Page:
What to Do When the Barbarians are At the Gate

There is nothing quite as exciting in the corporate arena as a takeover bid, particularly a hostile one. It is true that large Chapter 11 filings and anticipated IPOs generate a certain amount of drama, and corporate corruption also makes for an entertaining read. Yet these situations still wilt anemically when compared to unwanted corporate takeovers.  Academicians and legislators may favor the more refined term, “acquisition,” but that does not alter the reality of the situation – one corporation is seeking to take over another and it is exciting stuff.
 
The imagery is positively Arthurian: the bidders are a Barbarian horde amassed at the foot of a once mighty castle; the officers of the target are the royal family of a fading empire, scrambling to keep their kingdom intact. The names of some takeover defenses underscore this medieval theme – the “white knight” or “grey knight” and the “crown jewel.” 
 
Other defense names are equally dramatic, if decidedly less medieval. The “poison pill” conjures images of espionage, assassinations via mysterious powders dropped from opened black capsules into bubbling champagne by nefarious femmes-fatale. The “Pac-Man” defense calls to mind a rapacious, remorseless computerized eating machine. (Anyone who finds my characterization of the Pac-Man defense to be hyperbole never stood in front of one of these machines and emptied their entire allowance into it in less than an hour as I did.)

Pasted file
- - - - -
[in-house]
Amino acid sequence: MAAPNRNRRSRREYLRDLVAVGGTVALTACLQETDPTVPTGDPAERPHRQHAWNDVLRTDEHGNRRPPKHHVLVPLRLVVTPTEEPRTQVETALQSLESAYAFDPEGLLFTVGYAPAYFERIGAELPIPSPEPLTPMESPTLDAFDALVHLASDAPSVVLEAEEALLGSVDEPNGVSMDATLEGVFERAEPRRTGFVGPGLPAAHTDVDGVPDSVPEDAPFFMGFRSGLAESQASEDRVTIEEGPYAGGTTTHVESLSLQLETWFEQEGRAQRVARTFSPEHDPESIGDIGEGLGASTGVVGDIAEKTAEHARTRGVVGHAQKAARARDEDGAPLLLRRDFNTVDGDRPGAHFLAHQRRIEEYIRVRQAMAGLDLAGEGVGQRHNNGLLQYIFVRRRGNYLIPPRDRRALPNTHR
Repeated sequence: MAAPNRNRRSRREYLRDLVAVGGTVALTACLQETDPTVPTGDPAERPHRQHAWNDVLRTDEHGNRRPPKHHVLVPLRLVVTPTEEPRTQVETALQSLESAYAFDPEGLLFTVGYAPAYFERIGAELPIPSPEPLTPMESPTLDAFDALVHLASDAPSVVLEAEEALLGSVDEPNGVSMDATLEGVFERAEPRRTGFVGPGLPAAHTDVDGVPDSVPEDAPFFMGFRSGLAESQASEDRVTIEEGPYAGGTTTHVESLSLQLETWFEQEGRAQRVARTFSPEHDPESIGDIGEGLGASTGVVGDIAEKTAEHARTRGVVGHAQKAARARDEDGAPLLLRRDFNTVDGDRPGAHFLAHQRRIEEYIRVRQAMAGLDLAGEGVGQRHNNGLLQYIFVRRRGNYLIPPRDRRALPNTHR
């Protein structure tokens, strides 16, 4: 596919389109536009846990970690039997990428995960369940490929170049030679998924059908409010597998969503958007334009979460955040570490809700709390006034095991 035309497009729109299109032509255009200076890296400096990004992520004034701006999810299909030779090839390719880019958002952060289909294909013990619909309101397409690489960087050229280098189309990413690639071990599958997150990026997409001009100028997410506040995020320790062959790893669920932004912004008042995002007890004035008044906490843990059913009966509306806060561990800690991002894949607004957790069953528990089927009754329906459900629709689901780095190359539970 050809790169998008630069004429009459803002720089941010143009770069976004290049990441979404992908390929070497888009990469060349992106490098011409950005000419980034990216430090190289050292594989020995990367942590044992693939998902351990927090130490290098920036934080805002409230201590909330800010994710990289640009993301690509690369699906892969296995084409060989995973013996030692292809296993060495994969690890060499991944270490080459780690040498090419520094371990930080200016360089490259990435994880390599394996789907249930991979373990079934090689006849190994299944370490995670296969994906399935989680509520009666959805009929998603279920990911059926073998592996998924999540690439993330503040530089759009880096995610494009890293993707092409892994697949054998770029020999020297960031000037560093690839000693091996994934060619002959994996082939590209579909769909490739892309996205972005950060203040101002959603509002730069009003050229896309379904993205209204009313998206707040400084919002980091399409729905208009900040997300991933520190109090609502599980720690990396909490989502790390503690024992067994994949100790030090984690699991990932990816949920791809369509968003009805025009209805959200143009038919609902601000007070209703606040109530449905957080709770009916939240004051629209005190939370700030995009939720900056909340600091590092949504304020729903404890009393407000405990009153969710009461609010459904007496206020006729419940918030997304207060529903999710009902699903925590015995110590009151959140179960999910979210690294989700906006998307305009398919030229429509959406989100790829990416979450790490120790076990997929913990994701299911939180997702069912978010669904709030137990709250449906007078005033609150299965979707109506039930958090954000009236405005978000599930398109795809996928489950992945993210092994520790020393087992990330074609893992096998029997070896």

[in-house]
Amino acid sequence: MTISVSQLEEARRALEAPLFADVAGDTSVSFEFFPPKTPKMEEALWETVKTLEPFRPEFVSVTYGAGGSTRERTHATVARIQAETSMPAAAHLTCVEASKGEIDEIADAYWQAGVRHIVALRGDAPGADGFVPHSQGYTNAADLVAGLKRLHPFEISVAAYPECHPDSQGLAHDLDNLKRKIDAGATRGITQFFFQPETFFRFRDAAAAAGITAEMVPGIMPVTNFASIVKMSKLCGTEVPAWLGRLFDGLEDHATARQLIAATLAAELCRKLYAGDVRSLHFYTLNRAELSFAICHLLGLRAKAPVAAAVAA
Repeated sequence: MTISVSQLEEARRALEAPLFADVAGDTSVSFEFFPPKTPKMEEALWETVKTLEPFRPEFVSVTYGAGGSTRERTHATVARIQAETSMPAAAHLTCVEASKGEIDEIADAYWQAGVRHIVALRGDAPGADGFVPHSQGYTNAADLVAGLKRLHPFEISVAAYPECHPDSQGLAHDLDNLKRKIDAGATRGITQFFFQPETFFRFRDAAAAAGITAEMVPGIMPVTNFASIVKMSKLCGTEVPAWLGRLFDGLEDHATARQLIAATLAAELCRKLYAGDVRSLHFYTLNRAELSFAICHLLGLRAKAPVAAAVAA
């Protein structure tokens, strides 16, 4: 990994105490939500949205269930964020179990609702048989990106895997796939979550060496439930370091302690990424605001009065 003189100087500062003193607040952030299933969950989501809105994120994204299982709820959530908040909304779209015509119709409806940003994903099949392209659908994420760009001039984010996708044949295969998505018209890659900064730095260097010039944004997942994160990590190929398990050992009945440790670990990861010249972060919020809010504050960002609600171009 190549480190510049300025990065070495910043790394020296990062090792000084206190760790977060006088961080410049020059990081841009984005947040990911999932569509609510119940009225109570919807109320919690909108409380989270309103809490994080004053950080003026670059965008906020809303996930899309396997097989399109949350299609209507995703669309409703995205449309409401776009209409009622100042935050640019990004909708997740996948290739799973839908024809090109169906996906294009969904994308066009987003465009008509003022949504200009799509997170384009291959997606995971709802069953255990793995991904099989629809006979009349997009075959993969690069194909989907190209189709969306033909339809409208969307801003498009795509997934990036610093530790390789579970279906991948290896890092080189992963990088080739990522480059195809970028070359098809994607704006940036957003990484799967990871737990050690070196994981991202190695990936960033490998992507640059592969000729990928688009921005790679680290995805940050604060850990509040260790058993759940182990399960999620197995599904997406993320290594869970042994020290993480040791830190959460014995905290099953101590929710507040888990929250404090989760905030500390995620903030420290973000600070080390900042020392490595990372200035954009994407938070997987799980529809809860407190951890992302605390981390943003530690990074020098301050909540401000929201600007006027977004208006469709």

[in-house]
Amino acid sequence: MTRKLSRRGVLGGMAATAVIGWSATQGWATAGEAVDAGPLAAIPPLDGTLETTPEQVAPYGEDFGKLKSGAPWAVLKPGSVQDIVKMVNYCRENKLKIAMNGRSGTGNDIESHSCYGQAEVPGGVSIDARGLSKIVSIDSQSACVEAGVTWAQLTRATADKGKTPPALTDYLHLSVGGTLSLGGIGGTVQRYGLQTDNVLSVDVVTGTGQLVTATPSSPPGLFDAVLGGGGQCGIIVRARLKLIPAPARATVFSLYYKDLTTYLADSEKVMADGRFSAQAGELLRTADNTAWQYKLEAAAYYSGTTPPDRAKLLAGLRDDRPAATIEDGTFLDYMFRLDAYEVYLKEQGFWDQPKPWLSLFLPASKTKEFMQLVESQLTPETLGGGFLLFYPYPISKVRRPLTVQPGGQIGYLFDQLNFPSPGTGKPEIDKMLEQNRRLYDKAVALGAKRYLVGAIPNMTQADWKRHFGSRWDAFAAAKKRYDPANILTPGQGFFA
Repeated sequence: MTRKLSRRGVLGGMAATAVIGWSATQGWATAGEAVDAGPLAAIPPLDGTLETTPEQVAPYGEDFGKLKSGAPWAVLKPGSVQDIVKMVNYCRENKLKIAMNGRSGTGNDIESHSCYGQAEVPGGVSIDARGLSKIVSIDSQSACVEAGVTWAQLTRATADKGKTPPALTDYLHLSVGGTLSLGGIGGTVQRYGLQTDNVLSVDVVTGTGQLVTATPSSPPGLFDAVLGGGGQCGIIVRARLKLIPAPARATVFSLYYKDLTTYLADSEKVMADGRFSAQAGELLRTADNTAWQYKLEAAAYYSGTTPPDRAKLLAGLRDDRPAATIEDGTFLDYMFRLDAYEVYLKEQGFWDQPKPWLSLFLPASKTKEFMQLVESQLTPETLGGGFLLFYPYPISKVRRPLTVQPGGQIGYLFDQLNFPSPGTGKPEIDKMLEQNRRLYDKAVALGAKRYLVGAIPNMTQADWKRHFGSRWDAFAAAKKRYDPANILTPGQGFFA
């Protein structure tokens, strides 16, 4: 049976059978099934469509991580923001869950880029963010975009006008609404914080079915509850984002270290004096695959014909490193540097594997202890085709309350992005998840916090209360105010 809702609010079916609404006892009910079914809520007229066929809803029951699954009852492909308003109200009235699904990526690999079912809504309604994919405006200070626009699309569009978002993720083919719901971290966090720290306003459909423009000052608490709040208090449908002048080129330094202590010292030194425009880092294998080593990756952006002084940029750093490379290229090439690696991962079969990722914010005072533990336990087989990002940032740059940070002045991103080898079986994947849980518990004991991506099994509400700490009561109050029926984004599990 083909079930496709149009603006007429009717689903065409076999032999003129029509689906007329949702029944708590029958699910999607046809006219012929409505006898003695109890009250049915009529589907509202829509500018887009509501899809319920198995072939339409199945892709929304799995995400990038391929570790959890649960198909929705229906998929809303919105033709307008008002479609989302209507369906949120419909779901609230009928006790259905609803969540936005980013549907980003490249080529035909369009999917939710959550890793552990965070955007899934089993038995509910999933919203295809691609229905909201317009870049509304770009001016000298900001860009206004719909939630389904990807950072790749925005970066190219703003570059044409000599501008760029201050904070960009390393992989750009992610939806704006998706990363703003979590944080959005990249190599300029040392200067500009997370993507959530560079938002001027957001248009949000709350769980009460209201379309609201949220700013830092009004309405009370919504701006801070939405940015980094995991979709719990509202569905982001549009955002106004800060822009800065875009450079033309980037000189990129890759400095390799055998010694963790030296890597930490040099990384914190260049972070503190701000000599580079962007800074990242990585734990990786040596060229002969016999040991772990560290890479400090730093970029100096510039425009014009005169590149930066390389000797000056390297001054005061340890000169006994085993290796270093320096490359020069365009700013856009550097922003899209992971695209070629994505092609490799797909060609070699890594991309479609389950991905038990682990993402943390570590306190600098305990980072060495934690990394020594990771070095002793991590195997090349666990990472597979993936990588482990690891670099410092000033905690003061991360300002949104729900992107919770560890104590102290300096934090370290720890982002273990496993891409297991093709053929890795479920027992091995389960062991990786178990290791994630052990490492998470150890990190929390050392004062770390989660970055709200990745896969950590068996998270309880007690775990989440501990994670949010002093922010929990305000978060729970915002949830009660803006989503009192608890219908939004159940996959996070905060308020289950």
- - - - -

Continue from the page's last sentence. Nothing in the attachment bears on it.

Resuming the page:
Into this image-rich metaphorical fray leap Donald J. Wolfe, Jr. and Michael A. Pittenger, the LexisNexis Business and Corporate Law Center’s own Jagger/Richards. Wolfe and Pittenger are the authors of the treatise Corporate and Commercial Practice in Delaware Court of Chancery*, which has been an integral part of the corporate practitioner’s library for almost 10 years, and no less than eight expert commentaries. One of those commentaries, Wolfe and Pittenger on Revlon, Inc. and New Standard of Judicial Review describes a standard, regarding takeovers, where:
 
in certain limited circumstances indicating that the sale or break-up of the company is inevitable, the fiduciary obligation of the directors of a target corporation are narrowed significantly; the singular responsibility of the board being to maximize immediate stockholder value by securing the highest price available.
 
In short, to extend my medieval takeover metaphor to (and perhaps past) the breaking point, when the Visigoths are tearing down the gates and the castle is going to fall, it is no longer a King or Queen’s job to try and defend the castle to the man, perhaps at the expense of the Serfs who might still have to live there when the new owners take over. Instead, due diligence requires them to secure the best deal for those Serfs, either with the horde at the castle wall, or perhaps with another, slightly more agreeable, horde.
 
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